This year’s International Film Festival of India saw the introduction of a special section called ‘Womenclature of Cinema’ to showcase films made by women. Among the many screenings was ‘Manjadikuru’ (Lucky Red Seeds), a film directed by Anjali Menon, which stole hearts. NT BUZZ in a chat with the director
Danuska Da Gama I NT BUZZ
While completing her first post-graduation in Pune, Anjali Menon used to watch films on visits to the National Film Archives of India. Watching regional, national and international cinema, somewhere along the line, she realised her obsession with cinema. In 2012 her first feature film Manjadikuru released. This she followed with Bangalore Days and the commercially acclaimed Ustad Hotel.
Manjadikuru barely ran for twenty five days. This was more because of distribution issues, says Anjali. However, people connected with the film more than she expected. With every film, Anjali says she has tried something different because doing the same thing is not challenging enough. This quest for challenge has found her experimenting with formats, content, writing and presentation.
At present she is writing for another director, which again is an interesting process for her. Collaboration pushes one to think in directions one wouldn’t have otherwise she opines. “It helps me learn more about my craft,” she says.
(Excerpts from an interview)
Q: Your movie is about joint families, loss of childhood innocence…What was the inspiration behind the movie?
I find that with every generation there are a lot of values that are changing. Very often we have treasures in our culture which overtime become valueless to the current generation. I have seen this in the older generation’s regret over what they have done. It’s time we look back, reflect and preserve our heritage and values. But, it is important to understand the implications of choices we make. This was precisely why the film was made.
Q: Why Lucky Red Seeds?
The tagline of our story is ‘Every memory a seed, every seed a memory’. Seeds are the little impressions left within us to grow, which will eventually become trees. These tiny impressions/memories affect our entire psyche, even in the choices we make. The seeds are significant of that. At the end of the day, to collect these seeds you have to go down on your knees, down to the roots, picking them up one by one. It is something only a child will do. The seeds are representative of the family as they come in a pod that when broken scatters the seeds all over and only children can put them together.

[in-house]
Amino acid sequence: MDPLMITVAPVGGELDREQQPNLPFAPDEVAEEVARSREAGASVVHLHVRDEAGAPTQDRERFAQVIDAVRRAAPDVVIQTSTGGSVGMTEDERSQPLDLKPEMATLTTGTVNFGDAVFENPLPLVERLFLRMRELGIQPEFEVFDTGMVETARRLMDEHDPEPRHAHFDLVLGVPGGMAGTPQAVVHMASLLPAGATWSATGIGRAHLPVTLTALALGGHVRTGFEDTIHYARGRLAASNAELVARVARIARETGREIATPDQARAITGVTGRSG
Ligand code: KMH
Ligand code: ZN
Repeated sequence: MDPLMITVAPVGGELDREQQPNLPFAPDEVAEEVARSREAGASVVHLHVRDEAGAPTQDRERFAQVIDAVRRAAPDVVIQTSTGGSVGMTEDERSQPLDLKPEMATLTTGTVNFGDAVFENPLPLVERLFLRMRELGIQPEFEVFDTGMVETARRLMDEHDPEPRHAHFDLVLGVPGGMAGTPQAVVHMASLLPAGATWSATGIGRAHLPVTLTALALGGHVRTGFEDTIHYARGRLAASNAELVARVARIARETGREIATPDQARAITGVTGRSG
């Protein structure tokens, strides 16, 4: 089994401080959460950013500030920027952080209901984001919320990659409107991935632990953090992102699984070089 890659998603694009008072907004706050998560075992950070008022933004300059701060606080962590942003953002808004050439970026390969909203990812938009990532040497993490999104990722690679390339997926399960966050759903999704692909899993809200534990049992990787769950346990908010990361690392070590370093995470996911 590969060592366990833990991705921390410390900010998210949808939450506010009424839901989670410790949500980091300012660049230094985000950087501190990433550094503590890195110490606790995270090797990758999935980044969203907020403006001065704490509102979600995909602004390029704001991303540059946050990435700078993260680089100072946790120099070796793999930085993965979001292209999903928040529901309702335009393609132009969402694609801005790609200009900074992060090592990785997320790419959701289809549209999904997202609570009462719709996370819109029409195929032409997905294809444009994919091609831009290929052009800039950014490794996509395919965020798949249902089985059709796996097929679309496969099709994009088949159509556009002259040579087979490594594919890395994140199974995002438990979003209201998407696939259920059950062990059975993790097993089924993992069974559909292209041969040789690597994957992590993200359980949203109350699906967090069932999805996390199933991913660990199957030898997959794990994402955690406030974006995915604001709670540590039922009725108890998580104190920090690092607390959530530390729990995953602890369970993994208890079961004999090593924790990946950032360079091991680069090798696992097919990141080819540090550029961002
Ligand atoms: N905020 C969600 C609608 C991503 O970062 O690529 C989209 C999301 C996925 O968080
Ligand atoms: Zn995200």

Q: What are your ‘Luck Red Seed’ vis-à-vis Kerala?
I grew up in the Middle East and we used to come back to Kerala every year for vacations, like in the movie. My memories of Kerala are those of wet monsoons. I would come, collect these memories, go back, hold them till the next year and that’s how it used to be – which were precious times for me.
But now the joint families have gone away and nuclear families have come in. The entire culture has changed to become more urban. People call it development, but I don’t really know. Is it really development? There were so many things within our culture; people trusted each other. Today we don’t even know who are neighbours are. Is this development?
It’s not just Kerala, everywhere the same change is being witnesses. Almost every small town is changing into one of those nameless cities where everything looks the same with cafes, mobile phone towers… This has led to the loss of cultural identities which is far greater than what we can modify today.
Q: Did you encounter any challenges as a woman film director?
I think the entire idea of what my gender is, is in the heads of other people. When I am making a film I think about my individual world view, which is of course informed by being a woman, but I am not genderising my work. I realise that people other than me have their own points of view on that and I have worked with different kinds of people – those who don’t bother about my gender, those who can’t see beyond the fact that I am a woman. But you learn to deal with different kinds of people and this serves as a great learning experience. There’s big strength in being a woman, because we know how to keep people together, to resolve a conflict. We have a lot of patience and certain amount of love and care. All this seems to work when it translates into professional work.
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